17 March 2023

End (finally) in sight for construction of new bridges in Umbagong District Park

| Claire Fenwicke
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Umbagong bridge announcement

City Services Minister Chris Steel, Ginninderra Catchment Group executive officer Kat McGilp, Belconnen Community Council chair Lachlan Butler and Ginninderra representatives Yvette Berry and Tara Cheyne at one of the Umbagong bridges to be replaced. Photo: Supplied.

The Umbagong District Park will be fully enjoyed once more with construction finally starting on three new bridges.

The wooden pedestrian bridges were closed in April 2021 after a safety audit found they needed to be replaced.

After almost two years of investigations, designs and community consultation, works officially began on Monday (14 March).

“This is the first significant upgrade to the bridges since they were constructed in 1986, and I’m sure these improvements will make the park safe and enjoyable,” City Services Minister Chris Steel said.

“The first two bridges will be completed around the middle of the year, with the third – including a new lookout and seating – to be completed in the third quarter of the year.”

Early works include soil and erosion control measures, with the new structures to be built exactly where the old bridges are located to minimise disruption to the natural environment.

Ginninderra Catchment Group executive officer Kat McGilp said this was particularly important.

“We have significant Ngunnawal site here with the grinding grooves and we also have extensive areas of critically endangered natural temperature grasslands,” she said.

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Community frustrations about the project have run high with a petition put together at the end of 2021 to spur the government into action.

There have also been disagreements over the designs.

But Belconnen Community Council chair Lachlan Butler said the wait was worth it.

“It has taken a while but there is definitely value in the consultation which has occurred,” he said.

“Originally there was going to be some stainless steel aspects to [the bridges] and a lot of people were a bit concerned that didn’t really fit in with the environment.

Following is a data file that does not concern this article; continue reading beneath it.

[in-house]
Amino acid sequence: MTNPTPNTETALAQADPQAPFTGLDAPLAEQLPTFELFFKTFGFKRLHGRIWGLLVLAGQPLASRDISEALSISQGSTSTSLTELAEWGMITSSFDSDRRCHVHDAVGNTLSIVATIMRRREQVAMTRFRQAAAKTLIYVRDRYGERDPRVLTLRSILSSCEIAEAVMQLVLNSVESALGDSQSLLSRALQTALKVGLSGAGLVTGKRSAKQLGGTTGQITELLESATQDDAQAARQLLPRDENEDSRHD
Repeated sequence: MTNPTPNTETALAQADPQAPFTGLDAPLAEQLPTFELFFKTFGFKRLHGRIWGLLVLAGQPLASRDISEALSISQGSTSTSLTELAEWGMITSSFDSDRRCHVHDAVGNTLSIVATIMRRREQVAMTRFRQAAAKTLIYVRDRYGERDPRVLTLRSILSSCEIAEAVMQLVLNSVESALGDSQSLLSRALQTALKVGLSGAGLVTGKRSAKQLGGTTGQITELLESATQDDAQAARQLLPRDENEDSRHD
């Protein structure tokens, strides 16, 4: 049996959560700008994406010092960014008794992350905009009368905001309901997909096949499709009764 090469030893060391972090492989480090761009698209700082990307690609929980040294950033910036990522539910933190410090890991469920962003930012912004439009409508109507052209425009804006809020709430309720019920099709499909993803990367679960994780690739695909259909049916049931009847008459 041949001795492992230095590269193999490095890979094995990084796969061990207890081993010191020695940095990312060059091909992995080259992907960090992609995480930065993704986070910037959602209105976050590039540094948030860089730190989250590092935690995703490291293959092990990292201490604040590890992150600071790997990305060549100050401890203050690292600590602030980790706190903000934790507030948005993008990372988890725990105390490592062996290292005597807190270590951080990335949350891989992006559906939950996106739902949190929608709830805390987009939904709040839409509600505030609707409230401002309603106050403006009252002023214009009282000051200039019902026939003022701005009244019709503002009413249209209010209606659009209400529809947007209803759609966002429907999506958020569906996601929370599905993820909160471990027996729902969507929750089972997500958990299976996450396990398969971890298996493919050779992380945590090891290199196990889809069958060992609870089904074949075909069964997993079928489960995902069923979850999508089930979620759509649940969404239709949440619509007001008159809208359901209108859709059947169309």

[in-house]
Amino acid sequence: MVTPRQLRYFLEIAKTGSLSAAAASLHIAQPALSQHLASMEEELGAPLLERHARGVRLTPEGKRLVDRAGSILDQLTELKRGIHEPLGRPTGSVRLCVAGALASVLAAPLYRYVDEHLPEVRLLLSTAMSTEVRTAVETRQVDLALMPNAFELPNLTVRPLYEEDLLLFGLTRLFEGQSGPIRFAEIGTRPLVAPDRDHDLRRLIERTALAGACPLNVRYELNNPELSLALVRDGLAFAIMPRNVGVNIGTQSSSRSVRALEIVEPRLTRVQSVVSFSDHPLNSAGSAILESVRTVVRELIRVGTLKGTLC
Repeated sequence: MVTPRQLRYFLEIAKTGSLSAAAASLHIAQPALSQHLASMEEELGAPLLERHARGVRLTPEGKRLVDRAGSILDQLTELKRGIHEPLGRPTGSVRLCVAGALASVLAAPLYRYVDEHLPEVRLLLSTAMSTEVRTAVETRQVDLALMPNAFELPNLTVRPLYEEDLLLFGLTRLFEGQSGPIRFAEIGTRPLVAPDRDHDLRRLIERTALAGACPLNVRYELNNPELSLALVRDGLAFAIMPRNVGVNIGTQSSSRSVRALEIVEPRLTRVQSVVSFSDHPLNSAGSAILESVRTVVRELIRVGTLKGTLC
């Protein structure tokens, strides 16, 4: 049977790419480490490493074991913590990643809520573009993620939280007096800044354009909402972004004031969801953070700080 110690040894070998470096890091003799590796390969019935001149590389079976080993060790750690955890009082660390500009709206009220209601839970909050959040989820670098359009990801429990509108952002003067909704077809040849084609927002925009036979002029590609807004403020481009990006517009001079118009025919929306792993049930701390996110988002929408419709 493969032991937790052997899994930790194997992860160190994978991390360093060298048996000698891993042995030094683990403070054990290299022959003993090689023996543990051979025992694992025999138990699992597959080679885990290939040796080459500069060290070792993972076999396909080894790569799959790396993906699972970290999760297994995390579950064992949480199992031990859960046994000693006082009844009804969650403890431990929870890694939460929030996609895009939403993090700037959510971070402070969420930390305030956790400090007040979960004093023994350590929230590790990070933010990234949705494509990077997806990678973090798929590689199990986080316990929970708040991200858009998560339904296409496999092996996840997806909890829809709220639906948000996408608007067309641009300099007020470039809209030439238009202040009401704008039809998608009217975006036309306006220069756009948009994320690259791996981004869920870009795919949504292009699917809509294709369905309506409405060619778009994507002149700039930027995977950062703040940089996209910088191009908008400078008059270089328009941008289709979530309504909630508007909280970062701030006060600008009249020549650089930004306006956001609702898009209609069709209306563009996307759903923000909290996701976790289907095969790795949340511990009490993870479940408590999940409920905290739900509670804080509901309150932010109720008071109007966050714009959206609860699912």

“At our most recent community council meeting, when the designs were put forward, there weren’t any comments on what was happening, [people] just wanted to know when it was going to happen.”

Mr Butler said keeping the natural feel of the park was important to the community.

“It’s so close to people’s houses but when you’re here it feels like you’re forever away,” he said.

“We’re so much further away from the business of life [here] and I think that’s why it’s such an important place for people.”

Other changes made included improving accessibility by making the bridges two metres wide rather than the originally proposed 1.8 metres, and adding the viewing platform on the longer bridge closest to Latham.

“While the older bridges provided some amenity, this new bridge will really fit in with the landscape,” Mr Steel said.

“We want to make sure that when we construct these bridges, the design has really taken into account the beautiful natural landscape and the ecological and cultural values that this place holds for the Belconnen community.

“It’s a rusted-steel design, similar to some of the bridges that Canberrans would have seen at Tidbinbilla.”

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Temporary access tracks and creek crossings will be constructed as part of the site establishment works, along with perimeter fencing and exclusion zones.

Landscaping will be carried out once the bridges have been opened.

The fourth timber bridge in the park (beneath Ginninderra Drive towards Flynn) was inspected in November 2021 and determined to be still fit for purpose.

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